A lack of technological standards is plaguing the ad form, ranging from the inability to easily run national online campaigns across multiple sites to insufficient tracking abilities.
This comes at a time when more publishers, unhappy with falling cost-per-thousand impression rates for ad banners, are under pressure to sell more expensive rich-media options. At the same time, more traditional advertisers, distressed by 0.3% and 0.4% average banner click-through rates, are experimenting with online advertising and turning to rich media options-which range from animation to audio and video-because they are the closest things to what advertisers know from offline media: TV commercials.
"I think rich media has always been difficult to deploy and to gauge effectiveness for," said Marissa Gluck, senior analyst at Jupiter Research. Many traditional advertisers "think the only way to do (online advertising) is to turn Internet ads into commercials.
"I think they're not going to see a significant return on investment," she said, adding that rich-media ads are traditionally expensive to produce, to deploy and tend not be very targeted. And because there are no set standards, "the learning curve [at sites] has to be climbed each and every time. Each unit is different." Ms. Gluck said each time a site runs a different piece of rich-media creative it must run quality assurance tests to make sure the ad won't crash the site, slow down the site or turn off too many of the site's users who are unable to access it.
One has to wonder whether this, aided by the downturn in online advertising, has had fallout among the companies providing rich-media technology.
[email protected] recently said it would be selling its rich-media production subsidiary Enliven to focus on its core business of broadband access. An [email protected] spokeswoman said Enliven is doing well. But if the unit were thriving, would it be up for sale?
"I don't think anyone is a making big bucks in this space," said John Bowen, VP-rich media for F.A.C/Equities, a division of First Albany Corp. "It's still too early."
While he believes the industry will continue to grow in the next few years, he said many issues like compression and bandwidth need to be addressed.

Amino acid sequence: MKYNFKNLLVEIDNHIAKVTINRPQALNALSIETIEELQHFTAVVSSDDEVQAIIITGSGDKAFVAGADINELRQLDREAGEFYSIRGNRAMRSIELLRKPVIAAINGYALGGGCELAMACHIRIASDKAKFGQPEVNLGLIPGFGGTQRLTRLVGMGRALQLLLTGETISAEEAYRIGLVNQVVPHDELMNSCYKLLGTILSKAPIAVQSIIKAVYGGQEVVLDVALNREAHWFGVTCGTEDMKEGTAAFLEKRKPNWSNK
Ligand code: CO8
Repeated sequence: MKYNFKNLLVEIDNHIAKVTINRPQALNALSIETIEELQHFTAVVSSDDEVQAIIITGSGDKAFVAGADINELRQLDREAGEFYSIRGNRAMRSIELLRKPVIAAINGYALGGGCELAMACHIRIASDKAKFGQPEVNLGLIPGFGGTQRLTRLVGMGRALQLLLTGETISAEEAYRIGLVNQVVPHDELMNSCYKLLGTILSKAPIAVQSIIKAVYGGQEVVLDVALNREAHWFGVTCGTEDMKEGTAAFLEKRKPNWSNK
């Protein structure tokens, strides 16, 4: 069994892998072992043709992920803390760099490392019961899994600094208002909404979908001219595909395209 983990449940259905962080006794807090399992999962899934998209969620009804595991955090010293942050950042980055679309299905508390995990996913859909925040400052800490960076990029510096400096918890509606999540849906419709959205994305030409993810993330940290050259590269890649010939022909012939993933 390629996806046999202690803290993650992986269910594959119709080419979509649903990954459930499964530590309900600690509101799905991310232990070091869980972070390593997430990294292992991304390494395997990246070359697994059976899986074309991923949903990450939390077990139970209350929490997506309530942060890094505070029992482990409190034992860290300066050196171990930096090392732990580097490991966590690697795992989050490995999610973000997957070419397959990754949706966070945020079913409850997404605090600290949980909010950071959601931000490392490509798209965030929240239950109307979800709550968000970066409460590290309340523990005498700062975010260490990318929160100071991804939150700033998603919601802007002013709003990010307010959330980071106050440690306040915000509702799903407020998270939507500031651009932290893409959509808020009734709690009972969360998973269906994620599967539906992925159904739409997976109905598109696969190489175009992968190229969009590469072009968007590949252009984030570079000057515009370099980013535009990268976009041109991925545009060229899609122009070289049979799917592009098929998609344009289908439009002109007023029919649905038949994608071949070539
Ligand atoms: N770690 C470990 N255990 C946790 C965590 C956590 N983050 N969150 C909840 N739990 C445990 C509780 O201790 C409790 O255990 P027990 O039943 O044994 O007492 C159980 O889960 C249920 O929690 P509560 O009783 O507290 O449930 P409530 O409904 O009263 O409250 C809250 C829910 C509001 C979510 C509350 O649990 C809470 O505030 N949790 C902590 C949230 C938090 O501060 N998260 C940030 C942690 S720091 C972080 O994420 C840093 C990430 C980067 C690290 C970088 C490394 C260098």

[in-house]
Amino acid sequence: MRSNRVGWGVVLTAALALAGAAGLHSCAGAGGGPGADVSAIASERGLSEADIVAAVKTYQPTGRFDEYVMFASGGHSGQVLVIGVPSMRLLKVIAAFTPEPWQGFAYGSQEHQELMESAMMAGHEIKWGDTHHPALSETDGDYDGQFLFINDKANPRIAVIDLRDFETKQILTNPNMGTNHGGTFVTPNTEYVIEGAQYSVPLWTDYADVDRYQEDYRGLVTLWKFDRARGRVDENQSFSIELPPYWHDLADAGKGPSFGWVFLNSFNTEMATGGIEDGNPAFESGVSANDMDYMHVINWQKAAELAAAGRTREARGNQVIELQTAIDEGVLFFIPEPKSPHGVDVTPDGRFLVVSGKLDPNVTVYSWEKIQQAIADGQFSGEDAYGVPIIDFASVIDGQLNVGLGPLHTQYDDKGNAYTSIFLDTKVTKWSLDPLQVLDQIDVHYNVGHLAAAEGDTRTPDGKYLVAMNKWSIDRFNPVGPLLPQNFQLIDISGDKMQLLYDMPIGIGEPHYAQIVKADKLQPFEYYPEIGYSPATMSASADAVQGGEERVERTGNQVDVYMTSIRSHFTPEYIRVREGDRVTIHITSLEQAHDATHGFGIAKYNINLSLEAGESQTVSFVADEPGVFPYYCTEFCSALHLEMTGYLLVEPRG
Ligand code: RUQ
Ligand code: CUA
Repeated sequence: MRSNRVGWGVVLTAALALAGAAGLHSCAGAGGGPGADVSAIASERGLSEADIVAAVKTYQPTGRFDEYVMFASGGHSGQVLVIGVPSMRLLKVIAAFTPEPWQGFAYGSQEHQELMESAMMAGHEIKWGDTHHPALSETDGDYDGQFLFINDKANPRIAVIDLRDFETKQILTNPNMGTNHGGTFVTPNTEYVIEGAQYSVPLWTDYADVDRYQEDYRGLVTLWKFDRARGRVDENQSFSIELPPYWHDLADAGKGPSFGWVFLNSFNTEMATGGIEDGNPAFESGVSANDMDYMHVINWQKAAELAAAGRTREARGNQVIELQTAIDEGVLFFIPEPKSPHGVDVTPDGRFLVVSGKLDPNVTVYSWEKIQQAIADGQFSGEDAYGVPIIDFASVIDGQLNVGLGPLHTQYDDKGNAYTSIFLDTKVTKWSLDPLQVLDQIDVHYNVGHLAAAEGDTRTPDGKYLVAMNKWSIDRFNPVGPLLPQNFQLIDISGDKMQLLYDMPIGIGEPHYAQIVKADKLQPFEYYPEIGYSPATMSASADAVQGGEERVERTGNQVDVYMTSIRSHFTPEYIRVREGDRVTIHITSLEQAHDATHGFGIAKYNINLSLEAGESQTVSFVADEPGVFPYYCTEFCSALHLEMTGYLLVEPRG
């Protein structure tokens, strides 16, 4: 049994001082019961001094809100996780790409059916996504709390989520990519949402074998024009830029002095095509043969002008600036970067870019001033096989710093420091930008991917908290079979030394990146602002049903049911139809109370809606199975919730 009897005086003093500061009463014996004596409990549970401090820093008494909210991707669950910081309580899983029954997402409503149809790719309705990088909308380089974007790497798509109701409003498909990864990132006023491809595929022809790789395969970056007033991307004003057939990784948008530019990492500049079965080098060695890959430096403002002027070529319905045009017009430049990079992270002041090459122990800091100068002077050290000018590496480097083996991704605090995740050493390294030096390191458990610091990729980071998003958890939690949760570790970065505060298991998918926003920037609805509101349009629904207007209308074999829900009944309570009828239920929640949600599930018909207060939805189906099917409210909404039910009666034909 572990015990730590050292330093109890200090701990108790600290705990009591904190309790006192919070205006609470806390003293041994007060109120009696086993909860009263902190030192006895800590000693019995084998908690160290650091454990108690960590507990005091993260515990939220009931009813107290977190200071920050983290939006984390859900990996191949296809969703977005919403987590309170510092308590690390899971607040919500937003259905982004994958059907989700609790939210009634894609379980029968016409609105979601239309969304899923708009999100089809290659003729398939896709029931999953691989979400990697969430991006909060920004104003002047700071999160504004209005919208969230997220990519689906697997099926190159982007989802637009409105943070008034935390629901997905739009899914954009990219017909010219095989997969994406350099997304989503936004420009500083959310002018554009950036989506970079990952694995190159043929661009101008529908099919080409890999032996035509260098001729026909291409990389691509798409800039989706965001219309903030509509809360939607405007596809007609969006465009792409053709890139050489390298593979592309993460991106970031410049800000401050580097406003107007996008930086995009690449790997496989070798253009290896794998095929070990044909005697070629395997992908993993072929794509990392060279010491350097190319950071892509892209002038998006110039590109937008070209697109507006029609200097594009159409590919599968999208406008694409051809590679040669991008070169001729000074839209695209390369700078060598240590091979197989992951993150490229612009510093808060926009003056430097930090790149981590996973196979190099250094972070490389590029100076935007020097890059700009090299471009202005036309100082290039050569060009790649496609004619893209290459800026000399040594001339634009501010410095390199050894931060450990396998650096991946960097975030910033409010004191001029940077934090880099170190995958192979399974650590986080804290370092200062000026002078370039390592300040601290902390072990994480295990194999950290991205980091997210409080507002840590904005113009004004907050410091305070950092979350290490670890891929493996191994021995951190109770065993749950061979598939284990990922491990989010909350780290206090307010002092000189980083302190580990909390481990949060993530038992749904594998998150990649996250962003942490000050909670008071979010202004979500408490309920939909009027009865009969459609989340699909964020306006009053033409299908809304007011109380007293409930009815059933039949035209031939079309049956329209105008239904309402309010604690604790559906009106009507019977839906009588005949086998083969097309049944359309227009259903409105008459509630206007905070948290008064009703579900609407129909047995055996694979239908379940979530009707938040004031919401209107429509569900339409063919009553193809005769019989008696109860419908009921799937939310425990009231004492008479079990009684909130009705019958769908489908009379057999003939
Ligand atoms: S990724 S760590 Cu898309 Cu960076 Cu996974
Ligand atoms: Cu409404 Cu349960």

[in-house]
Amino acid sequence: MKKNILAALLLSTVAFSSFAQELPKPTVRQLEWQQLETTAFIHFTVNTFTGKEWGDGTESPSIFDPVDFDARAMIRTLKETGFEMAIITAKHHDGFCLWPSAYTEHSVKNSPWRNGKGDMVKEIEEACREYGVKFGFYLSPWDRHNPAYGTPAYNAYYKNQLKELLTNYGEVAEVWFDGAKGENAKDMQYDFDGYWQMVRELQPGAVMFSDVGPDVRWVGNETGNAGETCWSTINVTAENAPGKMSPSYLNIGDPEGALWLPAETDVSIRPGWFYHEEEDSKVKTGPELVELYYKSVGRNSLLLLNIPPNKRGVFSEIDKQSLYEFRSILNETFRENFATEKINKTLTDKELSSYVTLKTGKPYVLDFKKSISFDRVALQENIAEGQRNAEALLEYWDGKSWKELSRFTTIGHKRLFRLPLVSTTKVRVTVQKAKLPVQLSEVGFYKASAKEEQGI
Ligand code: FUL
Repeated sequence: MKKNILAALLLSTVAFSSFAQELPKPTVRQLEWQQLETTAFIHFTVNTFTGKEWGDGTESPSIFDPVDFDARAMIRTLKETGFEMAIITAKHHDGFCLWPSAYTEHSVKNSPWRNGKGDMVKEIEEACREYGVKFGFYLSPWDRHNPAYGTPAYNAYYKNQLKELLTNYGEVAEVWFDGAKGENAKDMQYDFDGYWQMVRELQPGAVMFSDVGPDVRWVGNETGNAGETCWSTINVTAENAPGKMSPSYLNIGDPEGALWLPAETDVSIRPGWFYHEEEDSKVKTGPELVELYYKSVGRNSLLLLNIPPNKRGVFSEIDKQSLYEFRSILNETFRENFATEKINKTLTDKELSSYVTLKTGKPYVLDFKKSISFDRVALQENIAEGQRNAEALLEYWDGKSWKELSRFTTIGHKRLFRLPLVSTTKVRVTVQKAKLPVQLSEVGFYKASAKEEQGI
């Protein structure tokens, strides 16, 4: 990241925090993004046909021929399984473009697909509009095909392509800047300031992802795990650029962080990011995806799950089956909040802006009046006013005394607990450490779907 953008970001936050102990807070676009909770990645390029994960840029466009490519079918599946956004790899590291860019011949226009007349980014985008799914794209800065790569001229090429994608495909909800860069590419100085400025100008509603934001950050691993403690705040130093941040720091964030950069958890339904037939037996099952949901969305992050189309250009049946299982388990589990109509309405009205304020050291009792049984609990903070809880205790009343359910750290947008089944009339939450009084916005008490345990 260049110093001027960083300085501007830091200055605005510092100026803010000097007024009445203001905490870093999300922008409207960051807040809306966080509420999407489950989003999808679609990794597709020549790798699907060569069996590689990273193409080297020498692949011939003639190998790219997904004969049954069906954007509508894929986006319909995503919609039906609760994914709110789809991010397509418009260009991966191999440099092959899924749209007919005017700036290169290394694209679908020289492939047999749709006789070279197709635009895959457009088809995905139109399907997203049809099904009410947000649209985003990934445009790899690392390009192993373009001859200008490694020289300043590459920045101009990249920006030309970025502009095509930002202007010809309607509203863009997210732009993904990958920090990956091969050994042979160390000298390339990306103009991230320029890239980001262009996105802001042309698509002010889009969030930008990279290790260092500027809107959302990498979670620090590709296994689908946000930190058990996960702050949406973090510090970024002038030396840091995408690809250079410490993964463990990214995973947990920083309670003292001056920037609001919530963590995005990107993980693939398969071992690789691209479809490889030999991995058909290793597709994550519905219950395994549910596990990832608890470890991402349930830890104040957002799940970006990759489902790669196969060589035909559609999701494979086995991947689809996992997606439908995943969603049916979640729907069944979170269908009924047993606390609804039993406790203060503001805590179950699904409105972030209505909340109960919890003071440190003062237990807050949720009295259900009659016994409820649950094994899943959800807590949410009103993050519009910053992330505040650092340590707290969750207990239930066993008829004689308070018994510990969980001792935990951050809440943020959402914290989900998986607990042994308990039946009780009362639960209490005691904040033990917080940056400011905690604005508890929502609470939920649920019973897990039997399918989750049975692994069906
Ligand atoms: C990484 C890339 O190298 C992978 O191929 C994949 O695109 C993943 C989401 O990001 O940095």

A Jupiter Research report states Enliven is the second most-utilized rich-media tool, used by 27% of those polled, tied with RealNetworks' RealAudio. Macromedia's Flash is the leader (54%); other formats include Unicast's Superstitial ad format (12%), which uses Flash, and RealNetworks' RealVideo (12%).
But some efforts are under way to establish standards. Last month, for instance, Macromedia formed the Macromedia Flash Advertising Alliance. Charter members of the alliance include AOL Time Warner, rich-media provider BlueStreak.com, CNET Networks, DoubleClick, CMGI-controlled Engage, Enliven, Goodby, Silverstein & Partners in San Francisco and Unicast. The goal of the group is to clarify how rich-media advertising (read: Flash) is created, delivered and tracked effectively.
While these are positive inroads, some industry watchers say more technological standards are needed.
"When you compare the Internet to TV, advertisers can run a 30-second commercial on any station," said Allie Shaw, VP-worldwide marketing at Unicast, while the same is far from true about the Web. "We're at risk of sending advertisers back to traditional media," she said, because they'll be so disillusioned with the cost and struggles of trying to get these online campaigns produced across multiple sites.
David Cohen, North America media director at i-shop Zentropy Partners, New York, part of Interpublic Group of Cos.' McCann-Erickson WorldGroup, agrees. He's used several forms of rich media for his clients, including Unicast.
Zentropy, which is the online-media planning and buying agency of record for Coca-Cola Co., just finished running a Classic Coke Web campaign with Unicast and is about to launch another for Diet Coke. IXL handled online creative for the campaign.
While the rich-media Superstitials from Unicast are expensive for the amount of people they're reaching compared to a banner or button, Mr. Cohen said, "they're performing tremendously well" and justify the cost.
Priced on a per impression basis, the average banner might have a $10-$15 CPM vs. Superstitials, which cost more than $30 per thousand. But banners are only getting 0.3% to 0.4% clickthroughs he said, compared to the 3% to 7% clickthroughs Zentropy and iXL have generated with Superstitials.
A bigger issue Mr. Cohen has with rich-media companies is being oversold on what their products can deliver. "The concept sounds great, the technology sounds great," he said, but "we might not be able to track them; they don't work properly; or they might work but not in the way they were sold to us."